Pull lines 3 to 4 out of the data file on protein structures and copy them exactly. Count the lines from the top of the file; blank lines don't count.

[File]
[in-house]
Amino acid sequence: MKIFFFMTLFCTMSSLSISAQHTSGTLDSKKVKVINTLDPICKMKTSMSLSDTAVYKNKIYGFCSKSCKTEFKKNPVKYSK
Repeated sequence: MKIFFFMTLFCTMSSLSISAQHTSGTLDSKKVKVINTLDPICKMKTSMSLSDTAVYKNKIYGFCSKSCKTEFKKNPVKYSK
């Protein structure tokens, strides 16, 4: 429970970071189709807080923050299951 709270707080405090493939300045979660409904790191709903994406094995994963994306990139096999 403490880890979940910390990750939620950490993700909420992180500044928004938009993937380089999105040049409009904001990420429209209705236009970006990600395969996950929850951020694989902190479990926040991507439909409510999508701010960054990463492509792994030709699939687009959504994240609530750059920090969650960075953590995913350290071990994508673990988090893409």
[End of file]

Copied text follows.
Repeated sequence: MKIFFFMTLFCTMSSLSISAQHTSGTLDSKKVKVINTLDPICKMKTSMSLSDTAVYKNKIYGFCSKSCKTEFKKNPVKYSK
């Protein structure tokens, strides 16, 4: 429970970071189709807080923050299951 709270707080405090493939300045979660409904790191709903994406094995994963994306990139096999 403490880890979940910390990750939620950490993700909420992180500044928004938009993937380089999105040049409009904001990420429209209705236009970006990600395969996950929850951020694989902190479990926040991507439909409510999508701010960054990463492509792994030709699939687009959504994240609530750059920090969650960075953590995913350290071990994508673990988090893409």